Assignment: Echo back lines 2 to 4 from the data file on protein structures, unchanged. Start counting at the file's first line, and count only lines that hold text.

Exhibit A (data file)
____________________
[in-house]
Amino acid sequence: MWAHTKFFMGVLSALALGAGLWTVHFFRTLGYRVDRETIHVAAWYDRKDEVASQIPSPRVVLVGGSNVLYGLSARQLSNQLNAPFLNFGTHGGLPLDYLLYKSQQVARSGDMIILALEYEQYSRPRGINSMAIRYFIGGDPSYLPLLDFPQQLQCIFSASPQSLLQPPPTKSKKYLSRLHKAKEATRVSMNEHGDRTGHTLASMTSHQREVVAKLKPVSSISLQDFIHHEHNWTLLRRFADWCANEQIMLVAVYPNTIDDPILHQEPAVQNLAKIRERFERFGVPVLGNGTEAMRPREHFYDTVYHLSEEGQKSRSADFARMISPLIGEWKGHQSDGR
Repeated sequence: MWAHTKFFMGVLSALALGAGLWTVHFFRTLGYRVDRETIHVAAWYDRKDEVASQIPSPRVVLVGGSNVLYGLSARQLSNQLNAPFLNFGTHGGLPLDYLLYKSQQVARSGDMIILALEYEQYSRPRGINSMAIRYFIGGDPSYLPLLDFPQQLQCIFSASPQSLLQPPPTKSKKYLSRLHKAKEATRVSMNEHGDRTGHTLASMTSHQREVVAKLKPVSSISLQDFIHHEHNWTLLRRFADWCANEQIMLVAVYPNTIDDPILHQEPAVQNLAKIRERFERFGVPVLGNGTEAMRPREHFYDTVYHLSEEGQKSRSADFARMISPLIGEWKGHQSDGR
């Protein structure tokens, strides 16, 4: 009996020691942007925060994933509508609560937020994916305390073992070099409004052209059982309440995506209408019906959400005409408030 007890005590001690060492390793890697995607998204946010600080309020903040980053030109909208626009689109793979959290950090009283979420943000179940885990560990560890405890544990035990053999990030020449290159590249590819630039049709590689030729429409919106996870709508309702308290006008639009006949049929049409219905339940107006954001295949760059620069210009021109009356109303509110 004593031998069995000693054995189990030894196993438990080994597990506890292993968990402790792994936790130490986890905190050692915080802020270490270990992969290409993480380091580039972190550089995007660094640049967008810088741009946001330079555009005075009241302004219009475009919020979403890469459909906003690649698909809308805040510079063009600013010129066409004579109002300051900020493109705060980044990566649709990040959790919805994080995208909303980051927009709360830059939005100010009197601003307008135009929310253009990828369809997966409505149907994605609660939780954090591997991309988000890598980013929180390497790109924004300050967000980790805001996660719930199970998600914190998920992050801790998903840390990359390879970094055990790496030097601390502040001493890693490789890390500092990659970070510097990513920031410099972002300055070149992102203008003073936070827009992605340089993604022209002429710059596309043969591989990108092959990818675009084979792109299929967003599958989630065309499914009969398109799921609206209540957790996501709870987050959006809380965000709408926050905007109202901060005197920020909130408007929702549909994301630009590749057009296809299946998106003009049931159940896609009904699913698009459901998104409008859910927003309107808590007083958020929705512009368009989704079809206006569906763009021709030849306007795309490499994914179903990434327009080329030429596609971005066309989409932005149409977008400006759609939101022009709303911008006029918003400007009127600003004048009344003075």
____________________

Amino acid sequence: MWAHTKFFMGVLSALALGAGLWTVHFFRTLGYRVDRETIHVAAWYDRKDEVASQIPSPRVVLVGGSNVLYGLSARQLSNQLNAPFLNFGTHGGLPLDYLLYKSQQVARSGDMIILALEYEQYSRPRGINSMAIRYFIGGDPSYLPLLDFPQQLQCIFSASPQSLLQPPPTKSKKYLSRLHKAKEATRVSMNEHGDRTGHTLASMTSHQREVVAKLKPVSSISLQDFIHHEHNWTLLRRFADWCANEQIMLVAVYPNTIDDPILHQEPAVQNLAKIRERFERFGVPVLGNGTEAMRPREHFYDTVYHLSEEGQKSRSADFARMISPLIGEWKGHQSDGR
Repeated sequence: MWAHTKFFMGVLSALALGAGLWTVHFFRTLGYRVDRETIHVAAWYDRKDEVASQIPSPRVVLVGGSNVLYGLSARQLSNQLNAPFLNFGTHGGLPLDYLLYKSQQVARSGDMIILALEYEQYSRPRGINSMAIRYFIGGDPSYLPLLDFPQQLQCIFSASPQSLLQPPPTKSKKYLSRLHKAKEATRVSMNEHGDRTGHTLASMTSHQREVVAKLKPVSSISLQDFIHHEHNWTLLRRFADWCANEQIMLVAVYPNTIDDPILHQEPAVQNLAKIRERFERFGVPVLGNGTEAMRPREHFYDTVYHLSEEGQKSRSADFARMISPLIGEWKGHQSDGR
């Protein structure tokens, strides 16, 4: 009996020691942007925060994933509508609560937020994916305390073992070099409004052209059982309440995506209408019906959400005409408030 007890005590001690060492390793890697995607998204946010600080309020903040980053030109909208626009689109793979959290950090009283979420943000179940885990560990560890405890544990035990053999990030020449290159590249590819630039049709590689030729429409919106996870709508309702308290006008639009006949049929049409219905339940107006954001295949760059620069210009021109009356109303509110 004593031998069995000693054995189990030894196993438990080994597990506890292993968990402790792994936790130490986890905190050692915080802020270490270990992969290409993480380091580039972190550089995007660094640049967008810088741009946001330079555009005075009241302004219009475009919020979403890469459909906003690649698909809308805040510079063009600013010129066409004579109002300051900020493109705060980044990566649709990040959790919805994080995208909303980051927009709360830059939005100010009197601003307008135009929310253009990828369809997966409505149907994605609660939780954090591997991309988000890598980013929180390497790109924004300050967000980790805001996660719930199970998600914190998920992050801790998903840390990359390879970094055990790496030097601390502040001493890693490789890390500092990659970070510097990513920031410099972002300055070149992102203008003073936070827009992605340089993604022209002429710059596309043969591989990108092959990818675009084979792109299929967003599958989630065309499914009969398109799921609206209540957790996501709870987050959006809380965000709408926050905007109202901060005197920020909130408007929702549909994301630009590749057009296809299946998106003009049931159940896609009904699913698009459901998104409008859910927003309107808590007083958020929705512009368009989704079809206006569906763009021709030849306007795309490499994914179903990434327009080329030429596609971005066309989409932005149409977008400006759609939101022009709303911008006029918003400007009127600003004048009344003075």